In Season 4 of the Night’s Watch, I have already discussed the cremation of Craster’s Keep, and explored how the Night’s Watch establish cremation as a means to prevent the dead returning as wights in Season 3.
The cremation implausibly takes place in the courtyard of Castle Black: certainly a secure and easy location, but one that threatened to destroy the castle itself. As usual, we don’t see any pre-cremation and post-cremation rites; we have cremation in a quasi-Christian late medieval context.
It is relatively easy to suppose the literary inspiration for this scene, since mass cremation comes down to us in one key medieval Christian-era poem recalling legends of the Migration Period: Beowulf.
Two of the four funerals in Beowulf involve cremation. Mass cremation is the poem’s second funeral. It appears as a poem within the poem: a part of the poem in which Hrothgar’s scop honours Beowulf’s deeds at a great feast. The scop recalls a famous fight in Friesland between Hrothgar’s Danish ancestor Hnaef and their Frisian hosts as they overwintered whilst raiding Frankia. Also recorded in the Finneburg fragment, Hnaef and his retainers, 60 in number, defend Finn’s fort/hall against the Frisians but die.
The oath-taking was completed and splendid gold was brought up from the treasury. The finest fighting-man among the warlike Scyldings was ready for cremation. Upon the pyre the mail-coat was plainly to be seen, stained with blood, the swine-likeness gilded all over, the iron-tough likeness of the boar, and many a noble man, mutilated by wounds: notable men had fallen in that carnage.
Then Hileburh commanded her own sons to be committed to the flames, their bodies to be burnt and consigned to cremation at their uncle’s side. The woman grieved and keened her lamentations. The warrior was raised up on to the pyre. That most enormous fire made of human carrion went whirling up to the clouds and roared in front of the burial mound. Heads melted, deep wounds, malignant sword-bites in the corpse, burst open when the blood spurted out. Fire, greediest of spirits, swallowed up all those of both nations whom the fighting there had carried off: their glory had slipped away
Bradley (trans.) 1982. Anglo-Saxon Poetry, London: Everyman, pp. 440-41.
Cremation is here a tragic temporal node in the poem, recalled as the heroic past in the poem’s story. It is regarded as a moment in a chain of martial exchanges. In terms of kinship and feud, it is the tragic focus of Hildeburh’s woe as the failed lynchpin in the alliance between the peoples. Yet through cremation, her son and brother – uncle and nephew – are joined together, creating the opportunity for alliance and peace.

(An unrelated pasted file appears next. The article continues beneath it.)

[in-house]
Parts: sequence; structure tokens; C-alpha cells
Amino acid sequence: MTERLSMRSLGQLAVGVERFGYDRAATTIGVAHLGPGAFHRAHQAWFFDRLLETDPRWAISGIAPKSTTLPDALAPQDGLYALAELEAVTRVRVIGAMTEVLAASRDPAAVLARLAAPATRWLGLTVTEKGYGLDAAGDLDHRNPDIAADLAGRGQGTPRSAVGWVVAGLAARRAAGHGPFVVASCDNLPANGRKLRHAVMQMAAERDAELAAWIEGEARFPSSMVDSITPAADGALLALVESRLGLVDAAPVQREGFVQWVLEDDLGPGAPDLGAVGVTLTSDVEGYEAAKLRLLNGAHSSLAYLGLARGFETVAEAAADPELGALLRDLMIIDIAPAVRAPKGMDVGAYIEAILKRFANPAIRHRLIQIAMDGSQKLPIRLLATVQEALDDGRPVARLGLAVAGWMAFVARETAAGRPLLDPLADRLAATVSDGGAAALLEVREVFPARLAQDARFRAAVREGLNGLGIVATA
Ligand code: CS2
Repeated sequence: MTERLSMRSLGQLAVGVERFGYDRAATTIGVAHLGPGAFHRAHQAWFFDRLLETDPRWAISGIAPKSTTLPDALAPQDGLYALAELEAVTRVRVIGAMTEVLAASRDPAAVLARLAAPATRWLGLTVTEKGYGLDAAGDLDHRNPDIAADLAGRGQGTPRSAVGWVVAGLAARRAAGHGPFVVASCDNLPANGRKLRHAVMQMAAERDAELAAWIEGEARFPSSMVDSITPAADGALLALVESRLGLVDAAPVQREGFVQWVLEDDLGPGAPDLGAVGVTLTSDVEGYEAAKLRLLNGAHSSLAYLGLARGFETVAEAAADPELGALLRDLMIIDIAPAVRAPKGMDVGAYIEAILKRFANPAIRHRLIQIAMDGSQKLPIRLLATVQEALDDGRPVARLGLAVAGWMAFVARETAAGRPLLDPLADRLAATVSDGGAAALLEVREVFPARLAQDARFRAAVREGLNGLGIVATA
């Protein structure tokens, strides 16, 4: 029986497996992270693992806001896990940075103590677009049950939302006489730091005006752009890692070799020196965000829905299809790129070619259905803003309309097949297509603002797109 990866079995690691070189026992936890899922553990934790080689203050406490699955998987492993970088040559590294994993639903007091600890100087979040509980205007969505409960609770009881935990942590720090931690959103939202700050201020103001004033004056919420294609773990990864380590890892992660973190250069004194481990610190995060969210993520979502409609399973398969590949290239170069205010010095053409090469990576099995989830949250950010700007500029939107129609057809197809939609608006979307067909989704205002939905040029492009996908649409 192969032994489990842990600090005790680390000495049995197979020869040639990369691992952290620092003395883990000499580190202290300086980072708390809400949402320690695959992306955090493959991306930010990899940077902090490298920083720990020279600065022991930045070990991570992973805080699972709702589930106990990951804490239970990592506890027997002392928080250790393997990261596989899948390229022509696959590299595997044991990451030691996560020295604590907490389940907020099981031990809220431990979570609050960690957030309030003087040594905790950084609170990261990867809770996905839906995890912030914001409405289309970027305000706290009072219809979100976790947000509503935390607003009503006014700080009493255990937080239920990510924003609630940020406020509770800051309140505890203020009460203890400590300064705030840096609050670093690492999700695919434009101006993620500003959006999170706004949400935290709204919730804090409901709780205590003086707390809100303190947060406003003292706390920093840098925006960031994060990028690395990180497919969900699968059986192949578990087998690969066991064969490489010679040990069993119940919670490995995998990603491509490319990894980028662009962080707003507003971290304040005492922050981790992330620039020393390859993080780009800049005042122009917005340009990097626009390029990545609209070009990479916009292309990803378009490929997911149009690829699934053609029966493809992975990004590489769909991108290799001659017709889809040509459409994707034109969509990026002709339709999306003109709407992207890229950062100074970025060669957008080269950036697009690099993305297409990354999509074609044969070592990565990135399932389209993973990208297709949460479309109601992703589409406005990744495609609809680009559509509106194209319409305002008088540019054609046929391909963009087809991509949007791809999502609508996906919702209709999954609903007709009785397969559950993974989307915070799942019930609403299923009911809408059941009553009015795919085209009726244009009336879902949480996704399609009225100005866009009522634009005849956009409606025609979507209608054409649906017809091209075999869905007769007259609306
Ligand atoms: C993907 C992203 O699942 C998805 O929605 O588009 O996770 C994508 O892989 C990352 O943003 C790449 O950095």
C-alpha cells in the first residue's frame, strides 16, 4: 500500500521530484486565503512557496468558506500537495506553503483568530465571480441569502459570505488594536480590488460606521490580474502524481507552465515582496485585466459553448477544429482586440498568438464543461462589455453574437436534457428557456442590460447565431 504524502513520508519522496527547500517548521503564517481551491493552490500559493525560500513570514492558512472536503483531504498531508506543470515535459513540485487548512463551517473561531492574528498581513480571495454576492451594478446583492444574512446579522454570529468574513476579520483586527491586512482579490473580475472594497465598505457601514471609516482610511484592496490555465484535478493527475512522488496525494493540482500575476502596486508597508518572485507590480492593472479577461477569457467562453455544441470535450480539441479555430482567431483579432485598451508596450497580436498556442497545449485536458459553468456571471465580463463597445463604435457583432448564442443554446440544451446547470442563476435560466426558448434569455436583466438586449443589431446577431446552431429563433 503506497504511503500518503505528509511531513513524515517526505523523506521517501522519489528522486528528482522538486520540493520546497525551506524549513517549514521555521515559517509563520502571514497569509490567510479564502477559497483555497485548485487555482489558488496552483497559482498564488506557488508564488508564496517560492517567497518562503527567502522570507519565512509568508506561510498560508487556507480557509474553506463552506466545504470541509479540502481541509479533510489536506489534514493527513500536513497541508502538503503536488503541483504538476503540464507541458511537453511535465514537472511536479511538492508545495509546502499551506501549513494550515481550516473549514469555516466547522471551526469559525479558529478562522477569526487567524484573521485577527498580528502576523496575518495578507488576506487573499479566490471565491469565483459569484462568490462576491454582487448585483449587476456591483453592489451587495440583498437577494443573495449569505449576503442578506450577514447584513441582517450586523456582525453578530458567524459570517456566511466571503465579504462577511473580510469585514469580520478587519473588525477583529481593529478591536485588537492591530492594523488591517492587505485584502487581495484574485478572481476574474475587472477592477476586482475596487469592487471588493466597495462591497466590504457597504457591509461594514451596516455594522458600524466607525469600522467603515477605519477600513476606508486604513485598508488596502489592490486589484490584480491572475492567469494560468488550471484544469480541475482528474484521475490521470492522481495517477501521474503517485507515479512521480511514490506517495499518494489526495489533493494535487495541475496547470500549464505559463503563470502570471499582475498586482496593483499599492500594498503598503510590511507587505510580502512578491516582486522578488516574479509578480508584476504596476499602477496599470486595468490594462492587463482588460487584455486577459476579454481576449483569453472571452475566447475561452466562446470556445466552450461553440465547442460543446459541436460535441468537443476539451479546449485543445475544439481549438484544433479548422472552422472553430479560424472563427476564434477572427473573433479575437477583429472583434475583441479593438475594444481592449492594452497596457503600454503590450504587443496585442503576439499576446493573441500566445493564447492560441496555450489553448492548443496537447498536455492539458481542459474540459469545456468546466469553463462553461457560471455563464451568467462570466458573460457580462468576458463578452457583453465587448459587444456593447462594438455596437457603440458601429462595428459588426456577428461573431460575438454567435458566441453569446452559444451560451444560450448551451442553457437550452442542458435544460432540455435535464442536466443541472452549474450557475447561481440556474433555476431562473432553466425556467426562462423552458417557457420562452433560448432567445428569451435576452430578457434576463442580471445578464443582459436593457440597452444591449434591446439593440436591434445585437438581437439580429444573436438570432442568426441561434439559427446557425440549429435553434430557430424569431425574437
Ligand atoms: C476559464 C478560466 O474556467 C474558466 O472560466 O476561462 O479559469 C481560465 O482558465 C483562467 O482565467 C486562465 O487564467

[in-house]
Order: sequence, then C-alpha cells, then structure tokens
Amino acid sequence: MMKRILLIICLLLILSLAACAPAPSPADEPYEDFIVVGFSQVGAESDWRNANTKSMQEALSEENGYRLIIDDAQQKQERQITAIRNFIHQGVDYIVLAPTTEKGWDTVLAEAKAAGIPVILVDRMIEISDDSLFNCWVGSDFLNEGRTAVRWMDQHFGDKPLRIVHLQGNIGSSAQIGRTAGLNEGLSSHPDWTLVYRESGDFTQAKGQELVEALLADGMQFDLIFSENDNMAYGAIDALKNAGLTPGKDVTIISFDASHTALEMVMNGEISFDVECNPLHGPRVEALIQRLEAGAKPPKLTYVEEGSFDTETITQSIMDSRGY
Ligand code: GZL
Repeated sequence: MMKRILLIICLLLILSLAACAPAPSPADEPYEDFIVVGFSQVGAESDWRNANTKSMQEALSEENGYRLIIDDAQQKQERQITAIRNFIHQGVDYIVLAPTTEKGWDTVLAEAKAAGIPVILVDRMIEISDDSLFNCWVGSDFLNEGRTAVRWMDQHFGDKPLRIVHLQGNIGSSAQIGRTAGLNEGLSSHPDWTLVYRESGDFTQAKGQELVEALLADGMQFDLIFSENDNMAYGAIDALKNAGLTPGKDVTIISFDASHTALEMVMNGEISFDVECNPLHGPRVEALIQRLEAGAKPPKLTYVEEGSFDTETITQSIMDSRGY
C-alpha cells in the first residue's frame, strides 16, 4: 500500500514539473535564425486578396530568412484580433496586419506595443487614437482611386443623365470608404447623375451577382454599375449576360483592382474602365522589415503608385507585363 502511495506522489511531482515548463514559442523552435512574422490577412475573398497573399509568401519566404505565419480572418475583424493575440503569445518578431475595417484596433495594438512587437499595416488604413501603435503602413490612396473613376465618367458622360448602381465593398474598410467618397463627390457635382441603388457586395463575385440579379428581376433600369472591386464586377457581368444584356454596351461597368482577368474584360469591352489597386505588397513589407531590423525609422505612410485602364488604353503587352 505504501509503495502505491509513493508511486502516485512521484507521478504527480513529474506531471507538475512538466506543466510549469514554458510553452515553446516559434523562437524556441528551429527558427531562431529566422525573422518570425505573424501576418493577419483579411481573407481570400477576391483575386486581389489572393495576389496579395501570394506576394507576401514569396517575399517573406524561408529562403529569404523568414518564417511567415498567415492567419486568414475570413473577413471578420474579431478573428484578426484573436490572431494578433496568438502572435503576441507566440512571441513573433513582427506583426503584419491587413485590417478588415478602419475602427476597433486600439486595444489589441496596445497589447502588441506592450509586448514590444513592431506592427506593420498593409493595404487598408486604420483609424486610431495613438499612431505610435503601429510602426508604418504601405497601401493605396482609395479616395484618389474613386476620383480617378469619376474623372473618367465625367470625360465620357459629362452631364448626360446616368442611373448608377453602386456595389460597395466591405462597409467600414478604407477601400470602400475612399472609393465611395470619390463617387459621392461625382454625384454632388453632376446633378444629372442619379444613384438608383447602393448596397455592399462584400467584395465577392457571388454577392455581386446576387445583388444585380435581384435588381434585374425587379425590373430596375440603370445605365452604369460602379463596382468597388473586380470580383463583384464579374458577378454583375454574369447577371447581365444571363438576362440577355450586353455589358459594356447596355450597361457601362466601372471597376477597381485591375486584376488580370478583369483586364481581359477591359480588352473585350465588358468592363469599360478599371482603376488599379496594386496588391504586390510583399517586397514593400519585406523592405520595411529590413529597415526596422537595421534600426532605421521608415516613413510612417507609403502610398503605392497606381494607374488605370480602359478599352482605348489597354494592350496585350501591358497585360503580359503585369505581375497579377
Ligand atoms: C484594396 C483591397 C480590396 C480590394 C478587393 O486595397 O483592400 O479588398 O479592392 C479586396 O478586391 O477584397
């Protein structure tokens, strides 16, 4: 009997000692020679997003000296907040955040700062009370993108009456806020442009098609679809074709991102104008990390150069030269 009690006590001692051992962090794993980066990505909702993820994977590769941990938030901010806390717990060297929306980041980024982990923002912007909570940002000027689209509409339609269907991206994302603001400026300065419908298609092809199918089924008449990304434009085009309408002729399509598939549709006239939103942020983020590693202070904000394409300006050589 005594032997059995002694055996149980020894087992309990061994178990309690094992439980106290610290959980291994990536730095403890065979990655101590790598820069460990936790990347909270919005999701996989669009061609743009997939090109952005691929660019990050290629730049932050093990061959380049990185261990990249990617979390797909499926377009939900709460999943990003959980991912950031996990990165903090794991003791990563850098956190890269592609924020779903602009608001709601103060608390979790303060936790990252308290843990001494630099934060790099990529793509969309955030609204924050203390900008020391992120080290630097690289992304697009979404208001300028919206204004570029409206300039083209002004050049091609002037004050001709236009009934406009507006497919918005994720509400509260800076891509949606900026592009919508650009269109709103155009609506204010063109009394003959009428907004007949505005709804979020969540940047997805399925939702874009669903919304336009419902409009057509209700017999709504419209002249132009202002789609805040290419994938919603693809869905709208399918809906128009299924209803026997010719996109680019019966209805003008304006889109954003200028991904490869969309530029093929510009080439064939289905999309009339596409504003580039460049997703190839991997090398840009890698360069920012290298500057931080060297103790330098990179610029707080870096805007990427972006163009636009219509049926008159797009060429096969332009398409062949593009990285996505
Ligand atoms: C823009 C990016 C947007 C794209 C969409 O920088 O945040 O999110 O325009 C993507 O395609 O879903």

The more powerful tragic nodal role of the cremation is temporal – despite their cremation beginning a truce and alliance between the Frisians and Danes, it doesn’t last. In the spring, Hengest leads the Danes to retaliate against Finn who is killed in his hall. Thus, two halls are connected through the cremation fire in a cycle of violent revenge, the one in which Hnaef is killed defending, and Finn’s. Here we see the workings of wyrd *(fate) on warrior codes of conduct. Cremation is both end and beginning; punctuating stages in an marital/sexual exchange of a woman and acts of hall burning and slaying between elite males.
Cremation is also a process of breaking surfaces, an all-consuming inferno that is both spectacle in itself and serves to engulf and merge cadavers and martial material culture. Burning the dead is almost an act of violent ‘killing’ of the corpse in itself; the fire is an agent: a hungry spirit. Cremation involves the transformation of the body into ash and smoke, allowing ascent of the body into the sky. The heated spurting blood verifies and exemplifies to wounds of the battlefield: almost perhaps a ‘second death’.
Returning to Game of Thrones, we find cremation as one-sided, a conclusion honouring the fallen in defence of the Wall, rather than a beginning. It is collective and respectful, with no corpses on show. It is not violent and gore-soaked in itself despite the violence in the show elsewhere. All this is in stark contrast to Beowulf where the mass cremation is a more dramatic conflagration.
So, in many regards, the Castle Black cremation is a poor mirror of the cremation in Beowulf, but it does bring home the enduring influence of the poem’s mass martial cremation in the present-day popular imagination. Through the Night’s Watch, we encounter early medieval warriors mourning their dead in a fashion akin to that portrayed in Beowulf.